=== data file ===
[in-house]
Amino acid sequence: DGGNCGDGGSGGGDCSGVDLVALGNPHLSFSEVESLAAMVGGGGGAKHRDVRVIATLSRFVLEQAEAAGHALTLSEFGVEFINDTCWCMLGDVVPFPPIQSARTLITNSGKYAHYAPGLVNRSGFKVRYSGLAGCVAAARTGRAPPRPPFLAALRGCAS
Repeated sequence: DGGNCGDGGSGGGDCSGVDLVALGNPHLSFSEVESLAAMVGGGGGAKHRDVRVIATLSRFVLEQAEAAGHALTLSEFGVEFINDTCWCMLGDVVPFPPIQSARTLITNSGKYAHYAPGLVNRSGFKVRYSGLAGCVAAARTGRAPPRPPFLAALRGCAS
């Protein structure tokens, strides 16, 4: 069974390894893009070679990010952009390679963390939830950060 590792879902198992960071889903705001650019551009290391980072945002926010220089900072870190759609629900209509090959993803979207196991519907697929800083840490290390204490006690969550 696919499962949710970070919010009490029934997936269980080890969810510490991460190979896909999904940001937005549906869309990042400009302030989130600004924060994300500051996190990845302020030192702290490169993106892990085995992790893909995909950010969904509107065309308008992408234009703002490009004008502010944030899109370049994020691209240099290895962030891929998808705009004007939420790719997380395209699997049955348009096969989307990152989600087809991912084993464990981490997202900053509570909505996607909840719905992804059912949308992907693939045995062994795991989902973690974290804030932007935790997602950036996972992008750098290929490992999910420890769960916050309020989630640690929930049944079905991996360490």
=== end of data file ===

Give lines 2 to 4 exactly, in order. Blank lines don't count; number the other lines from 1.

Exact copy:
Amino acid sequence: DGGNCGDGGSGGGDCSGVDLVALGNPHLSFSEVESLAAMVGGGGGAKHRDVRVIATLSRFVLEQAEAAGHALTLSEFGVEFINDTCWCMLGDVVPFPPIQSARTLITNSGKYAHYAPGLVNRSGFKVRYSGLAGCVAAARTGRAPPRPPFLAALRGCAS
Repeated sequence: DGGNCGDGGSGGGDCSGVDLVALGNPHLSFSEVESLAAMVGGGGGAKHRDVRVIATLSRFVLEQAEAAGHALTLSEFGVEFINDTCWCMLGDVVPFPPIQSARTLITNSGKYAHYAPGLVNRSGFKVRYSGLAGCVAAARTGRAPPRPPFLAALRGCAS
């Protein structure tokens, strides 16, 4: 069974390894893009070679990010952009390679963390939830950060 590792879902198992960071889903705001650019551009290391980072945002926010220089900072870190759609629900209509090959993803979207196991519907697929800083840490290390204490006690969550 696919499962949710970070919010009490029934997936269980080890969810510490991460190979896909999904940001937005549906869309990042400009302030989130600004924060994300500051996190990845302020030192702290490169993106892990085995992790893909995909950010969904509107065309308008992408234009703002490009004008502010944030899109370049994020691209240099290895962030891929998808705009004007939420790719997380395209699997049955348009096969989307990152989600087809991912084993464990981490997202900053509570909505996607909840719905992804059912949308992907693939045995062994795991989902973690974290804030932007935790997602950036996972992008750098290929490992999910420890769960916050309020989630640690929930049944079905991996360490």